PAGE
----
Ever since my first cruise with Monarch of the Seas, I’ve picked up a few tricks of the trade along the way. Here are the top 10 things to consider before your next cruise:
1. Know when and where is the best time to go:
For example, right now is the best time to go to the Caribbean, before the rush of Spring Breakers flock for warm weather cruises. Travel + Leisure has a great explanation, which you can check out here.
2. If you live in the Northeast, you have two cruise options out of the Manhattan Cruise Terminal until June
If you are interested in taking a cruise out of the Manhattan Cruise Terminal, you have two options, both with the Norwegian Cruise Lines (NCL): the Norwegian Gem Cruise and the Norwegian Breakaway Cruise. These are the only two options that go out of Manhattan and return to Manhattan until June, when the Carnival Cruise Line comes to the Manhattan Cruise Terminal.
3. Book your parking ahead of time.
Because parking at the terminal can be a bit tricky, not to mention expensive, on the day of, it is wise to reserve ahead. You can reserve ahead through ParkJockey here. Make sure to enter the promo code CRUISING to save $5 off of your booking!
4. Book at the last minute or while onboard another cruise
According to this article, you can really save a lot of money on last-minute cruises. Speaking from personal experience, if you are a retiree and are interested in Viking River Cruises, advertised on PBS during every episode of Downton Abbey, then there are a couple of tricks to get major discounts. You can really save when they have a boat that has a couple of cabins that haven’t sold, you can get a great deal by calling them up and seeing what’s available within four weeks. Alternatively, if you’ve already been on a Viking River Cruise, you can ask to be put in the “Viking Explorer Society” and get great deals. Lastly, if you book your next cruise while on board a cruise ship, you can experience major savings for your next trip.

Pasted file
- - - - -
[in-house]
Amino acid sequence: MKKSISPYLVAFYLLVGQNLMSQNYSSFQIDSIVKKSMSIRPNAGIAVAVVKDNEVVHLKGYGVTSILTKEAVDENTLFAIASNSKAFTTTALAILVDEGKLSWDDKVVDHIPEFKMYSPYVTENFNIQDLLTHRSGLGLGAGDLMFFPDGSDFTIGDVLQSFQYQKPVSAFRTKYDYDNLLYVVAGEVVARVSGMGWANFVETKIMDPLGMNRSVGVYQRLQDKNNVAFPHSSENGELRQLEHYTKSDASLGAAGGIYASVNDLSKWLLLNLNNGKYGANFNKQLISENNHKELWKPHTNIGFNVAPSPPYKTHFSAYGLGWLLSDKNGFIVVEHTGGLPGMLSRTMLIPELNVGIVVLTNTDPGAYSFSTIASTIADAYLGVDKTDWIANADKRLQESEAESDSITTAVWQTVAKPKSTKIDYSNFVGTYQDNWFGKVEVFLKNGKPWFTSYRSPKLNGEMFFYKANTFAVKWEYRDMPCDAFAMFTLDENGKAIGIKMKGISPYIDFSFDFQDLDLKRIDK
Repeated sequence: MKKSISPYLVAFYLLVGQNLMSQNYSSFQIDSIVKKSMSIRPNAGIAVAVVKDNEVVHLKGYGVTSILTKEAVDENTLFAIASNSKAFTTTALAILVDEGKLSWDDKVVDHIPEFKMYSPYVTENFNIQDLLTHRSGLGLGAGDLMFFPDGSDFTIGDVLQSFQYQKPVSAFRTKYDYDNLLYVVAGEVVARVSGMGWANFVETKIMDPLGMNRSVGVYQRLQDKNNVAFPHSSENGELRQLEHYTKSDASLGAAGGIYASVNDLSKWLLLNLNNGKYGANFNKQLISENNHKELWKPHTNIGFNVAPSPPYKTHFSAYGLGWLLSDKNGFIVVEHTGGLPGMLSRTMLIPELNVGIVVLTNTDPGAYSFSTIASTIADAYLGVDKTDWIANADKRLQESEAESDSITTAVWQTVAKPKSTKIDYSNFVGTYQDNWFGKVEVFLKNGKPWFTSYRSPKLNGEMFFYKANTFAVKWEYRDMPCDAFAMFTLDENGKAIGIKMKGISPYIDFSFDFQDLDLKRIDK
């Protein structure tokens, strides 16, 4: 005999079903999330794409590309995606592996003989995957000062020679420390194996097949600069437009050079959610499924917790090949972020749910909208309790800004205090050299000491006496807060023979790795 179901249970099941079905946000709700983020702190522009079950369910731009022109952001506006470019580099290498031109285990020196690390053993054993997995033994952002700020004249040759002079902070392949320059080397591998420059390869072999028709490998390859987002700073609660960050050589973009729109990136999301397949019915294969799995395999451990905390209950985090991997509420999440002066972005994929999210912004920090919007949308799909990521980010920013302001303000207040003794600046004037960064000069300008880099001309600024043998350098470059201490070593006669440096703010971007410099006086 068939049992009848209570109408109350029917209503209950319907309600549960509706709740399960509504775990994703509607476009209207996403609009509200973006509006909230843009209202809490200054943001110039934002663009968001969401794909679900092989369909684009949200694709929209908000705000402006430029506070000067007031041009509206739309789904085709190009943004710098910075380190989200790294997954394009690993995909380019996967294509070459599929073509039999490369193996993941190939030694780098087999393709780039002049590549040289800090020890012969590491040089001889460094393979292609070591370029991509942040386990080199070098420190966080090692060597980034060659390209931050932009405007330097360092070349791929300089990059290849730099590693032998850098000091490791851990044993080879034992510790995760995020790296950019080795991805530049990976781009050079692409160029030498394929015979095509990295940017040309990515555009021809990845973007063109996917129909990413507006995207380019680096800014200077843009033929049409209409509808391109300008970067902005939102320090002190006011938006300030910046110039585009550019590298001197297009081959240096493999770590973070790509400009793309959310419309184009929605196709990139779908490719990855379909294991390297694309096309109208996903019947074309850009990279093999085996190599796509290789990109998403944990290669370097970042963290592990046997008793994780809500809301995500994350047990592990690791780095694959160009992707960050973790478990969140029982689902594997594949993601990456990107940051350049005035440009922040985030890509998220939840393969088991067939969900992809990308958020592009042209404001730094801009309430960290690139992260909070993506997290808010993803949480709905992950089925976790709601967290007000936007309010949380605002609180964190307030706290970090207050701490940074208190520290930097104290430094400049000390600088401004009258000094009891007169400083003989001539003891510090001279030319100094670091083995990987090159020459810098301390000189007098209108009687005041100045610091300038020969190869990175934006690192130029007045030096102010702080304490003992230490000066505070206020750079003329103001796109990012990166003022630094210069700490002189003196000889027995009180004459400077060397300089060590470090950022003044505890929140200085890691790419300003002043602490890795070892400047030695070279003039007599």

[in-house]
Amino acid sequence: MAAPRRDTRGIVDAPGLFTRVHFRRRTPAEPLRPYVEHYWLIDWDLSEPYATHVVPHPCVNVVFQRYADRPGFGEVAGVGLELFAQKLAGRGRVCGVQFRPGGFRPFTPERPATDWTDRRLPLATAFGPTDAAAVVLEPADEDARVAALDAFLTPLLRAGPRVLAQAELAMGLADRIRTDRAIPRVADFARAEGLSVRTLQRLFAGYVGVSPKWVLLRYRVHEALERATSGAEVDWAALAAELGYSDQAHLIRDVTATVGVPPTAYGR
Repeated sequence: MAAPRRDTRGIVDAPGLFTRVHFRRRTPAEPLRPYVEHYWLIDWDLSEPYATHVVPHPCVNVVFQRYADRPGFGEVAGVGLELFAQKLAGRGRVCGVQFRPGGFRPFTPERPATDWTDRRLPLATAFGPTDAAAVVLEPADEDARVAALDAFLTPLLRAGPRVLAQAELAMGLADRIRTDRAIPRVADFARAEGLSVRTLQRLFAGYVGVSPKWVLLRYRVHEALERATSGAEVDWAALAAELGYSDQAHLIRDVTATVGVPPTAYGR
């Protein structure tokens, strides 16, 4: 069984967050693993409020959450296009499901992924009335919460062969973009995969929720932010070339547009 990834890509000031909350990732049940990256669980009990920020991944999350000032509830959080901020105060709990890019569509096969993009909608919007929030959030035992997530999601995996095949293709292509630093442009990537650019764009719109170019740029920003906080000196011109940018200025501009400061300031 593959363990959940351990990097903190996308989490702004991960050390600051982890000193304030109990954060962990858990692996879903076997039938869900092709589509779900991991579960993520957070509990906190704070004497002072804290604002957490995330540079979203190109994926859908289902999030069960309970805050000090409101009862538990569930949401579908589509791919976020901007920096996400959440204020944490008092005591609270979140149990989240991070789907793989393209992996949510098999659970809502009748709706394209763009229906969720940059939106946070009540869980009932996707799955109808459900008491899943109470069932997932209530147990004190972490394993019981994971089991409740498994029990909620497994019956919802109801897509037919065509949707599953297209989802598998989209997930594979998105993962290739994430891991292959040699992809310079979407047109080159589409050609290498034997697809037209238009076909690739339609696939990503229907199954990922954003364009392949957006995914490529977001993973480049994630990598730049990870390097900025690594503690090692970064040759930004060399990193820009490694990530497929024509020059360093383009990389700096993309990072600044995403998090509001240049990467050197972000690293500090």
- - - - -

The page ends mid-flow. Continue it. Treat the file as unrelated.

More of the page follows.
5. Investigate credit card bonuses that my help you book your cruise for free or help with on-board expenses
I’ve long been a supporter of using credit card points to redeem for travel. Having redeemed mileage points for flights from Washington, DC. to New Zealand, Australia, New Caledonia, and Singapore for a grand total of $300 in taxes, using points for free travel is a bit of a hobby of mine, and the cruise industry is no exception.
Like airlines and hotels, cruise lines have co-branded credit cards. The Carnival Cruise Card is restricted to cruises and on-board expenses with Carnival. There are other offerings which might be more worthwhile, not being restricted to cruises, but redeemable for cruises as well as other cruise-related expenses such as airline tickets, hotel rooms, and car rentals. One such card is the Barclaycard Arrival, which will let you redeem at 1 cent per point for travel expenses.
According to the Points Guy, the Barclaycard Arrival offers 2 miles per $1 on all purchases and then you can redeem them at 1 cent apiece and get a 10% miles refund on travel redemptions. Another great example is the Chase Sapphire Preferred, which offers 2X points on all travel, including cruises, but also airlines, hotels, car rentals, etc., and whose points redeem normally for 1.25 cents (which means you can redeem 40,000 points for a $500 cruise) or for specfic cruises at 1 cent a piece.
Amex Cruises also enables you to book a cruise and pay with an American Express Platinum Card. They have a program called Cruise Privilege perks, which include stateroom credits, upgrades, and onboard amenities. According to the Points Guy, You can book a cruise directly through the website for a redemption rate of 1 cent per point. In other words, a $500 cruise will cost you 50,000 Membership Rewards points.
6. Book Through Airlines For Odd Savings That Earn You Miles
Airlines such as United and American Airlines have joined the cruise business (United Cruises and American Airlines Cruises), and you can earn airline miles on each cruise. You can even get triple the miles for balconies and suites!
7. Hire an agent to secure a good deal.
According to Budget Travel, agents have access to much better deals that we do. In fact, each cruise line employs specialists who can offer discounted fares. You can learn more about that here.
8. Enter a Cruise Auction
Apparently, there are cruise auctions as well that have bargains 90 days or less before sailing. Vacation To Go has a “90-day ticker” and Sky Auction has cruise auctions as well.
9. Explore a Repositioning Cruise for Extra Savings
According to Frugal Travel Guy, when seasons change, the cruise lines need to reposition the ship to warmer winter destinations and again for summer sailings in the cooler climates. These sailings are discounted, creating bargains for those who find them. When the ship makes this one-way voyage, there are a lot of cabins sold at a significant discount to prevent sailing a cruise without passengers. You can see options here: http://www.repositioningcruise.com/
10. Know the dress code.
Each ship has a different dress code depending on whether it’s high-end or more casual. Either way, you need to make sure you know what to wear to dress appropriately for the elegant dinners aboard cruise lines. Just in case, according to the Cruise Critic, one is able to rent tuxes on the luxury liners.
Enjoy the great savings! I hope this helps some of you on your next cruise!